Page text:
Phillipe Mouret performed the first human laparoscopic cholecystectomy ( gall bladder removal ) in France in 1987. McKernam and Saye performed the first laparoscopic cholecystectomy in the United States in 1988, but the technique was refined and popularized by Reddick and Olsen. Patients suffer less postoperative pain, develop fewer infections, resume oral intake and are discharged sooner than after cholecystectomy performed through a standard Kocher incision. Laparoscopic cholecystectomy's tremendous success, along with the flood of new technology into general surgery, stimulated surgeons to apply laparoscopic techniques to treat other gastrointestinal diseases.
Tempton Udwadia of Hinduja Hospital, Mumbai is accepted by most as the father of Laparoscopic Surgery in India. Pradeep Chowbey of Sir Gangaram Hospital made laparoscopic cholecystectomy popular and acceptable in New Delhi and Northern India with his efforts in early 1990's. He was awarded the Padma Shri by President of India for his contribution. C Palanivelu of GEMS Hospital Coimbatore developed many advances in laparoscopic surgery and contributed significantly to the growth of Minimal Access Surgery in Southern India around the same time. His work on the pancreas has been appreciated internationally. The author Arun Prasad is associated with laparoscopy since 1989 in the UK and was part of the team that did the first laparoscopic gall bladder surgery at Charing Cross Hospital, London. He was one of the pioneers of laparoscopy for hernia and day care laparoscopic surgery. On his return to India in 1995, he performed the first ever thoracoscopic removal of a Lung Hydatid Cyst in New Delhi, India. His method of sutured laparoscopic hernia repair (SLHR) tremendously reduces the cost of this surgery which is of paramount importance in a country like India. He has contributed significantly to popularising advanced laparoscopy like weight loss ( bariatric ) surgery and thoracoscopy for hyperhidrosis and has the largest published series in India for this. Also a pioneer for single incision laparoscopic surgery (SILS) with the use of standard inexpensive instruments and robotic surgery for thymus, bariatric and gastrointestinal cancer.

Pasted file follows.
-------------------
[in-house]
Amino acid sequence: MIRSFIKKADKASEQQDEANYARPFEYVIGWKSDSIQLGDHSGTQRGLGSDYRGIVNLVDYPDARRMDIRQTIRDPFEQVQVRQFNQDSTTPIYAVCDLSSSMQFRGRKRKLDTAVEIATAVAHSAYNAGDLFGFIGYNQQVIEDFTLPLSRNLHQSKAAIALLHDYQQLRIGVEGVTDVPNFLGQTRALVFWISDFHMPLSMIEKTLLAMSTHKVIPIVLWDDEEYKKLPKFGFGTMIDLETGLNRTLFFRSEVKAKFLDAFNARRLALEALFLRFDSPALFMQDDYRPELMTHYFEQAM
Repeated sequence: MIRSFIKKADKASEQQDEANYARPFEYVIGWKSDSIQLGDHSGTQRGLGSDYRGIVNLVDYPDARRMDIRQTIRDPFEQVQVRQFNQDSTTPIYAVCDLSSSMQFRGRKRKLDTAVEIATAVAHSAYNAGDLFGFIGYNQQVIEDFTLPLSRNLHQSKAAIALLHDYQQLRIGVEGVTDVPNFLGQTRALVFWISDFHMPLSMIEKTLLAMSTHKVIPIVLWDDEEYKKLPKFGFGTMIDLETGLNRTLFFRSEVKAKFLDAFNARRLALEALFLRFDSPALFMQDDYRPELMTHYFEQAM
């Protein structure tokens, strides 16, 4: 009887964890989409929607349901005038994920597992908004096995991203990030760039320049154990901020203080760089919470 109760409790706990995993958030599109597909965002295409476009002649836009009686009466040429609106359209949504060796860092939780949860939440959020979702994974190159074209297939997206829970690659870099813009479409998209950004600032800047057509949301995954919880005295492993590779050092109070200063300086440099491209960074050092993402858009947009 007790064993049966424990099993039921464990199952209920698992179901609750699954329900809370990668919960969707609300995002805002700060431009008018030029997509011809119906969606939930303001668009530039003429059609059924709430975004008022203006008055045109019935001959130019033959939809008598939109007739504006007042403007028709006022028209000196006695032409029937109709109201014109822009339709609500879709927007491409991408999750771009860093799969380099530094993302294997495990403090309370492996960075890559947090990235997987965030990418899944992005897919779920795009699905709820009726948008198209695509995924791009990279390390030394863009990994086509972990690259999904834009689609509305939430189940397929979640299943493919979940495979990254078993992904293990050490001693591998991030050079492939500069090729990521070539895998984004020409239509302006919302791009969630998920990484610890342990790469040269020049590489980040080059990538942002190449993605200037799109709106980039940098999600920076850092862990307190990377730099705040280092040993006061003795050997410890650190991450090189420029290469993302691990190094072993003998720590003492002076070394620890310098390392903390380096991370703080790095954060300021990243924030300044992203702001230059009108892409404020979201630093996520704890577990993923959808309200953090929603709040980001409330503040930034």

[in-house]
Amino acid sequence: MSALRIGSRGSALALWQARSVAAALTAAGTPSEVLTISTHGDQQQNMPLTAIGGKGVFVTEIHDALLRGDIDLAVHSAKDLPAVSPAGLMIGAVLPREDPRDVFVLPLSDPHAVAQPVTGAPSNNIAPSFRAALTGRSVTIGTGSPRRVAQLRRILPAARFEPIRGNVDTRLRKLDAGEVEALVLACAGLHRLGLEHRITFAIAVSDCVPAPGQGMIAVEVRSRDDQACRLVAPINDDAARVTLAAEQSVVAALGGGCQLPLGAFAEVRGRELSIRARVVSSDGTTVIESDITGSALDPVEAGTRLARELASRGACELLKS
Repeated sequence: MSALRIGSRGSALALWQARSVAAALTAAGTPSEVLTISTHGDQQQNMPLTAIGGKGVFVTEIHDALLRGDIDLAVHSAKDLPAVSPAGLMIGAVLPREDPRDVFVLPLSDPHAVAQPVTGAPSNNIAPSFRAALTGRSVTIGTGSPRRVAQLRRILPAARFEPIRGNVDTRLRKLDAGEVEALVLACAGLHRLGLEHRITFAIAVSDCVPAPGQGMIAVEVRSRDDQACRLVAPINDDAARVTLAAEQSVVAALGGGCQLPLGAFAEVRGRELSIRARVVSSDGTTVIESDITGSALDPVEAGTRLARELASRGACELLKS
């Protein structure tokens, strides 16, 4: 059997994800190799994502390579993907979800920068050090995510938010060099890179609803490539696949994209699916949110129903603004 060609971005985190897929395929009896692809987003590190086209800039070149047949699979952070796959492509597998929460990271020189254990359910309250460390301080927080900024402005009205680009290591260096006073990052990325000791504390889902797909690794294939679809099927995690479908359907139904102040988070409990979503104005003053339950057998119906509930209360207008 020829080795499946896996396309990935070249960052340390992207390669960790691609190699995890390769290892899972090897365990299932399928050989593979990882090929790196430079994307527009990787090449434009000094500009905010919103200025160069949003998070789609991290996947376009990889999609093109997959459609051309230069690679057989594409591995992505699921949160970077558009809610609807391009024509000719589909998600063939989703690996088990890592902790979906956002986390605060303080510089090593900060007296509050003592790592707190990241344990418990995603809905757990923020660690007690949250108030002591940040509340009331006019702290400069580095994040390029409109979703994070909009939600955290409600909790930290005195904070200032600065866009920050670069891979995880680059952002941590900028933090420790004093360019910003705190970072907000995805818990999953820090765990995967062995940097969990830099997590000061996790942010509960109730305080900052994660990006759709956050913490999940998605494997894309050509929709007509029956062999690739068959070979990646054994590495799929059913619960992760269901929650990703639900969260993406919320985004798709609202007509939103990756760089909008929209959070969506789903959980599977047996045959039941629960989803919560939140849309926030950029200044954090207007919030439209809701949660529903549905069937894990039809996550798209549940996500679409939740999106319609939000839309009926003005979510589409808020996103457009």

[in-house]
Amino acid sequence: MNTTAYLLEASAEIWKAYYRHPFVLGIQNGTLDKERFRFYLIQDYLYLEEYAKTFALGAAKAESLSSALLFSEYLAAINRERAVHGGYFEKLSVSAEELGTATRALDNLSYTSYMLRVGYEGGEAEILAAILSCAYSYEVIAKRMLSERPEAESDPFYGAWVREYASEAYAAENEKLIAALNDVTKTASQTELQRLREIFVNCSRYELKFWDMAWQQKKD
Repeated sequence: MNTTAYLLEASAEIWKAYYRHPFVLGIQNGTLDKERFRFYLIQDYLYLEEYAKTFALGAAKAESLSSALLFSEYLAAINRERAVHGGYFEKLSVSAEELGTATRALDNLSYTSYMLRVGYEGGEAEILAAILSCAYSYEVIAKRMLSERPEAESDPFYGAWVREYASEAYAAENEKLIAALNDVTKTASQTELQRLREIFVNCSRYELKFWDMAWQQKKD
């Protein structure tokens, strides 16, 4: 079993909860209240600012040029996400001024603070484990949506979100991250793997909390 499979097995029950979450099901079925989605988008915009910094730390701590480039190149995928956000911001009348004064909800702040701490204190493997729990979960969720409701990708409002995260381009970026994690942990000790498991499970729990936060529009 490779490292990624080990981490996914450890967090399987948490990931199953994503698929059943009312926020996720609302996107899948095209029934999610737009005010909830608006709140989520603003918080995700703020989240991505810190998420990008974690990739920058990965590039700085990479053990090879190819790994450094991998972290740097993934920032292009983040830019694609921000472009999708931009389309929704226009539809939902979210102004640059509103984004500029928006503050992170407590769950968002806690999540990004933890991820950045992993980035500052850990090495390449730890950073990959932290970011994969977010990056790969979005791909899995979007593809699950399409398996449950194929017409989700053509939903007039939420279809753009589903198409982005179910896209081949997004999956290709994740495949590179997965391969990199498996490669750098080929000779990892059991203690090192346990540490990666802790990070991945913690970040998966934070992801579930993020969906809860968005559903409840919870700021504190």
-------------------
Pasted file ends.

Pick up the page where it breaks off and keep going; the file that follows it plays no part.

Minimal Access Surgery is now practiced even in small towns in India and rural areas with great success and service to the people. The benefits of this technology are appreciated most by self employed people who have no access to concepts like medical leave, prolonged rest etc.
nHilar/ Mediastinal Node
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Exciting projects are under way to devise innovative techniques to improve laparoscopic surgical techniques. Robotic Surgery, Virtual Reality training and Telepresence Surgery are the areas to watch out.
The latter would make it possible for surgeons to transmit their training, sense of touch, and experience to injured patients on battlefields, at disaster sites, perhaps even in outer space.
History of surgery can be divided into three eras ( click on the following for further reading):